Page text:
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War Wounds of The Mind Part I: Historical Perspective on PTSD

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By John E. Carey
February 15, 2006

Always a student of the human mind and the complexities of the "space frontier between our ears," we are taking the risky step of discussing Post Traumatic Stress Disorder (PTSD) in a series of articles over the next week or more.

Our teachers are psychiatrists, other medial professionals, historical documents, the available academic literature but most compelling of all: the sufferers with whom we have met.We start our story with a view from the 1860s. We'll also include some personal observations from hours of discussions with war participants. And hopefully, we'll all end this journey with a more sensitive and through understanding of PTSD.

There was a time when I discounted PTSD. This belief came from many contacts in the Vietnamese American community who deal with medical situations differently from native born Americans. In other words, I came to believe, that people from all cultures encountered PTSD. I think that many Asian people just deal with the illness in a more stoic and quiet manner than the American Veteran soldiers that I have encountered care of the Veterans Administration. This doesn't mean the Vietnamese Americans have a better plan for dealing with PTSD: just that many seem to deal with it in other ways.

Now, we are attempting to present this topic in a thoughtful, caring and gracious way: but we are terribly flawed and often cause offense without thinking or trying. So, read carefully and provide feedback in whatever way you feel comfortable with, including through my home email at:

Just today, a veteran of the Korean War said to me: "What is PTSD?"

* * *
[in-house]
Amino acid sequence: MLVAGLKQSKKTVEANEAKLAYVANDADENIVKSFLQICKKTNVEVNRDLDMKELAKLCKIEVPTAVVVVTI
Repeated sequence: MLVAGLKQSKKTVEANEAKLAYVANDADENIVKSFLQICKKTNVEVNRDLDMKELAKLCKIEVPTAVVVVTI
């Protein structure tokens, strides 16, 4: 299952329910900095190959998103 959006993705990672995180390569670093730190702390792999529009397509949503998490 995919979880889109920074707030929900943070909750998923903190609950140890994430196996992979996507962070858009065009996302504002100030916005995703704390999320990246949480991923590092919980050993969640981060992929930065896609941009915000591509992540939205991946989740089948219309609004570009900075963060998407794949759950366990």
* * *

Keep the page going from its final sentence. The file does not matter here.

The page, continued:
One definition (and there are many others) is this: PTSD is a debilitating condition that often follows a terrifying physical or emotional event causing the person who survived the event to have persistent, frightening thoughts and memories, or flashbacks, of the ordeal. Persons with PTSD often feel chronically, emotionally numb.Many Old Soldiers suffering from PTSD argue around the clock about that term "emotionally numb." Many feel or felt anger or hatred, disassociation or isolation and any number of other dysfunctional feelings.

The University of Michigan uses this definition which we found useful: PTSD is a medical condition occurring after experiencing a highly stressing event (such as combat, violence or a natural disaster) beyond the usual human experience. It is usually characterized by anxiety, flashbacks, hypervigilance, recurrent nightmares and avoidance of reminders of the event.

Hypervigilance? An Old Soldier told me he used to hit the deck as if under attack whenever a firecracker went off.

Beyond the usual human experience? Well, war is not usual. Let us just say the Doctor in the story below experienced event not in the usual experience for his time: except that many hundreds of thousands during the war had the same or similar experiences.

Flashbacks? "I still remember Jimmie blowing up. And that was 1944."

For those wanting to "Read Ahead" we recommend the U.S. Department of Veterans Affairs web site (National Center for PTSD (NCPTSD)) for starters:

Part one of our discussion is below. It is a story from the American Civil War (1861-1864). And yes it is a true story (we just recently heard from a living relative of Doctor Minor and many of his past relatives are buried a few miles from my home). The story was originally published in The Washington Times in 1999 by editors Woody West and Greg Pierce; two gentlemen to whom I owe a great debt of thanks.

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The Doctor: A Civil War Casualty
By John E. Carey

During the Civil War the concept of "post traumatic stress disorder" did not exist. Physicians and family members close to disabled veterans certainly knew and understood the mental toll the carnage of battle inflicted on mind and body. Dr. William Chester Minor, himself a trained physician, suffered paranoia, uncontrolled fits of rage and severe headaches and nightmares after the Civil War. Ultimately his illness resulted in irrational behavior culminating in the murder of a complete stranger. Admitted to an asylum in 1872, he died in 1920 after making a major contribution to one of the most important books in the English language.

William Chester Minor, son of Eastman Strong Minor, had all the benefits of privilege. He enjoyed the advantages of a fine family name, wealth and education. His father, a true aristocrat, headed the seventh generation of Minors in the United States. Most of the Minors had established themselves as key members of the community dating back to Pilgrim times. Indeed, the property for Oakwood cemetery and an early Methodist Church expansion in Falls Church, Virginia, was donated to the church by a descendant of George Minor (T. Harrison) in 1818 (ironically, Union troops destroyed the church in 1861).